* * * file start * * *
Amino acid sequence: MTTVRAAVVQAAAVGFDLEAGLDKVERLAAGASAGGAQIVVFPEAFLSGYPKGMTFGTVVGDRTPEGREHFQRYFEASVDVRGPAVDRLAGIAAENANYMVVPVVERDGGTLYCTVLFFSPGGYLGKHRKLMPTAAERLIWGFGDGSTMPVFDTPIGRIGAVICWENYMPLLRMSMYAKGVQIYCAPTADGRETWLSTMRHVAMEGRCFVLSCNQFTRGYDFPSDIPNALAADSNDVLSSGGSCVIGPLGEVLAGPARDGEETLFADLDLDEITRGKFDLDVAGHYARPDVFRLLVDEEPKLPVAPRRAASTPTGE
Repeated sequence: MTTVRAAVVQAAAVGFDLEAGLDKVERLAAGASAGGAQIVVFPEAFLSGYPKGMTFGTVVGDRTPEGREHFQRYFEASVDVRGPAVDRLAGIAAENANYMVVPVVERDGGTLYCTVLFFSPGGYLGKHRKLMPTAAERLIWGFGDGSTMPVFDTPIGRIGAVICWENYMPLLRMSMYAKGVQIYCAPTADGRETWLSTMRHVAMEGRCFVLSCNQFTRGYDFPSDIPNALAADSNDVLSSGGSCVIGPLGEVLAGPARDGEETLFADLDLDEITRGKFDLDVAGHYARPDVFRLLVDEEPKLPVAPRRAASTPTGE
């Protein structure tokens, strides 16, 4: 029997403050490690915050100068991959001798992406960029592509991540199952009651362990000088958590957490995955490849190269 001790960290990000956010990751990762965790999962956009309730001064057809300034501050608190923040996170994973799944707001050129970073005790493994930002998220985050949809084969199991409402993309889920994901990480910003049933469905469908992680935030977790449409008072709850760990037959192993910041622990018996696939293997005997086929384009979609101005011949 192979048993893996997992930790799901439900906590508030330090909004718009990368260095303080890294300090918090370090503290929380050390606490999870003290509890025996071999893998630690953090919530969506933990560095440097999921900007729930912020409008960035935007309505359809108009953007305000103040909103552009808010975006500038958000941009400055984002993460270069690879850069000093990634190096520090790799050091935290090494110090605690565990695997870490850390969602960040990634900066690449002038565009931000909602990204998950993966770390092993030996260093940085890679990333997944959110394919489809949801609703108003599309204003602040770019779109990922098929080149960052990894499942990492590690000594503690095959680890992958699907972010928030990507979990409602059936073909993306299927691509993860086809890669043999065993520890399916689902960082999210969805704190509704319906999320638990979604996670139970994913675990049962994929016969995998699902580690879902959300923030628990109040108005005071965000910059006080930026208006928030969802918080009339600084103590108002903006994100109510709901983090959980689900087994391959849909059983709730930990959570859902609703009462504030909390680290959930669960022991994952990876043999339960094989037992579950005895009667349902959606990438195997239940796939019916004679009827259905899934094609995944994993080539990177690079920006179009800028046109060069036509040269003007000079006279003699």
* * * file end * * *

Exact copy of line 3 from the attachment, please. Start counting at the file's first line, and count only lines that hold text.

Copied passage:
């Protein structure tokens, strides 16, 4: 029997403050490690915050100068991959001798992406960029592509991540199952009651362990000088958590957490995955490849190269 001790960290990000956010990751990762965790999962956009309730001064057809300034501050608190923040996170994973799944707001050129970073005790493994930002998220985050949809084969199991409402993309889920994901990480910003049933469905469908992680935030977790449409008072709850760990037959192993910041622990018996696939293997005997086929384009979609101005011949 192979048993893996997992930790799901439900906590508030330090909004718009990368260095303080890294300090918090370090503290929380050390606490999870003290509890025996071999893998630690953090919530969506933990560095440097999921900007729930912020409008960035935007309505359809108009953007305000103040909103552009808010975006500038958000941009400055984002993460270069690879850069000093990634190096520090790799050091935290090494110090605690565990695997870490850390969602960040990634900066690449002038565009931000909602990204998950993966770390092993030996260093940085890679990333997944959110394919489809949801609703108003599309204003602040770019779109990922098929080149960052990894499942990492590690000594503690095959680890992958699907972010928030990507979990409602059936073909993306299927691509993860086809890669043999065993520890399916689902960082999210969805704190509704319906999320638990979604996670139970994913675990049962994929016969995998699902580690879902959300923030628990109040108005005071965000910059006080930026208006928030969802918080009339600084103590108002903006994100109510709901983090959980689900087994391959849909059983709730930990959570859902609703009462504030909390680290959930669960022991994952990876043999339960094989037992579950005895009667349902959606990438195997239940796939019916004679009827259905899934094609995944994993080539990177690079920006179009800028046109060069036509040269003007000079006279003699």